a201-11f-17-MatingSexualSelection - Introduction to...

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Introduction to Biological Anthropology: Notes 17 Mating: Sexual selection Copyright Bruce Owen 2011 - Sexual selection : selection that favors traits that increase male success in mating - Sexual selection is just a kind of natural selection - but it is unusual in that it often favors traits that - are mostly or only expressed in males - and that seem to be useless or even harmful to the males’ survival - the huge tails of male peacocks, for instance - that make it hard for the peacocks to escape predators - but make them more attractive to female peacocks - or the nose of male proboscis monkeys - sexual selection favors traits like these if - if they improve the males’ reproductive success by increasing matings - more than they harm reproductive success by increasing predation or other costs - two kinds of sexual selection: - intrasexual selection: selection that occurs due to differences in success at mating that result from interactions between members of the same sex - the most common form is male-male competition - such as males fighting each other for access to females - the outcome of the interaction of the males determines which male mates; the female is not involved in the decision - classic example: intrasexual selection in baboons - led to large bodies and large canines among males - because bigger males with larger canines can drive other males away, so they get more access to females, so they leave more offspring - intersexual selection: selection that occurs due to differences in success at mating that result from interactions between members of opposite sexes - the most common form is female choice - such as females picking the most desirable male to mate with, based on some visible trait - classic example: intersexual selection among peacocks - led large tails among males, because the female peacocks prefer to mate with males with large tails, so the large-tailed males mate more often, so they leave more offspring - sexual selection can exert a much stronger evolutionary effect than selection based on different rates of survival - males who do not mate frequently may produce absolutely no offspring - this means absolutely none of their genes go into the next generation - from an evolutionary point of view, leaving no offspring is equivalent to dying young - this causes very severe selection against traits that lead to having no offspring - yet, it is common for males to have few or no offspring - meanwhile, males who mate often may produce many, many offspring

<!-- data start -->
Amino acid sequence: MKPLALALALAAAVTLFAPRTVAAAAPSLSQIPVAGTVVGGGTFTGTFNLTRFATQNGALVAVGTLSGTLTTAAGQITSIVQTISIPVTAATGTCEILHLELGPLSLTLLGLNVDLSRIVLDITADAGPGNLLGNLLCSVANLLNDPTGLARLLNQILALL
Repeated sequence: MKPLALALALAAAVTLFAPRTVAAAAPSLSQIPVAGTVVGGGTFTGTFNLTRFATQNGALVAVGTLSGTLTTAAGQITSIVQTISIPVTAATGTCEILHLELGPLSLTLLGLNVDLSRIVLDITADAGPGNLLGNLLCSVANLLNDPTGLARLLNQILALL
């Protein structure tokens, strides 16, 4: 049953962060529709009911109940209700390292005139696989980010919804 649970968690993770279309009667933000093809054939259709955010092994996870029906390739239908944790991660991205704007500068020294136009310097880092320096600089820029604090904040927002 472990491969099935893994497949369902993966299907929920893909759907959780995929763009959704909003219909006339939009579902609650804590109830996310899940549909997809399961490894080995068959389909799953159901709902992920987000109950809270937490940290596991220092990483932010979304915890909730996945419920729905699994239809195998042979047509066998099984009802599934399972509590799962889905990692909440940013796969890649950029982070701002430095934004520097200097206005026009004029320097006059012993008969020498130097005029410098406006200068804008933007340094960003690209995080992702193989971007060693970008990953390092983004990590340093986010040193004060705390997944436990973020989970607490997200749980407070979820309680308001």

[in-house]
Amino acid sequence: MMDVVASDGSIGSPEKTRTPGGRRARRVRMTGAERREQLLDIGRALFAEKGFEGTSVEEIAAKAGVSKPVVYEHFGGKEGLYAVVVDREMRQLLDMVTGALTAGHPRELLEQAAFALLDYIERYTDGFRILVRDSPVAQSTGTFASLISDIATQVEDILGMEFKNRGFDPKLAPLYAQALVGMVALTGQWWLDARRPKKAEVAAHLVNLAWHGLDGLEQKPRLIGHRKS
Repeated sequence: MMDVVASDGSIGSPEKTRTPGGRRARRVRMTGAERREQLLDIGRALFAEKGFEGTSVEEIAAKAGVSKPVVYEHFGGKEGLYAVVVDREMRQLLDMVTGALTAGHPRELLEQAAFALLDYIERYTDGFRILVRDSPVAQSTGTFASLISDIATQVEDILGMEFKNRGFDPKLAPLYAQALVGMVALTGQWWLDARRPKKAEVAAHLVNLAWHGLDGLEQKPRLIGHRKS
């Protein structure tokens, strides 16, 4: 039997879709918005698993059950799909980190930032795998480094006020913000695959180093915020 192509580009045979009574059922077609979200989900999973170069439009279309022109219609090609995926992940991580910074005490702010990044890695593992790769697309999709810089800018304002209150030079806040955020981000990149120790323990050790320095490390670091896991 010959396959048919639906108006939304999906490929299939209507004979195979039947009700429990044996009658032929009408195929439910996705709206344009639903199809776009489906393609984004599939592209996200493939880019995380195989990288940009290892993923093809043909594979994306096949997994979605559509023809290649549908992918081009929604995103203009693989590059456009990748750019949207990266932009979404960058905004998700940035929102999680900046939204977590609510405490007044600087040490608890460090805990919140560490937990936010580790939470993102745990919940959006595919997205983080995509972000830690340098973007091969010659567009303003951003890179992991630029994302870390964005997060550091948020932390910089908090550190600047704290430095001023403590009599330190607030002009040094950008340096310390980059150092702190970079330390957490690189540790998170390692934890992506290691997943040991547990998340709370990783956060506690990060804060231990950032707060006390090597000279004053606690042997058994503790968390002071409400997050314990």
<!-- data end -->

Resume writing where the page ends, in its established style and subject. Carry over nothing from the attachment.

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Intro to Biological Anthro F 2011 / Owen: Sexual selection p. 2 - dramatically increasing the frequency of the alleles and traits in the next generation - example: imagine a species in which 80% of the males produce no offspring, and the remaining 20% father the entire next generation - these are realistic figures for many animals, from lions to baboons - the effect of this difference in just one generation would be equivalent to a drought that killed off 8 out of 10 males - a very drastic selection event
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a201-11f-17-MatingSexualSelection - Introduction to...

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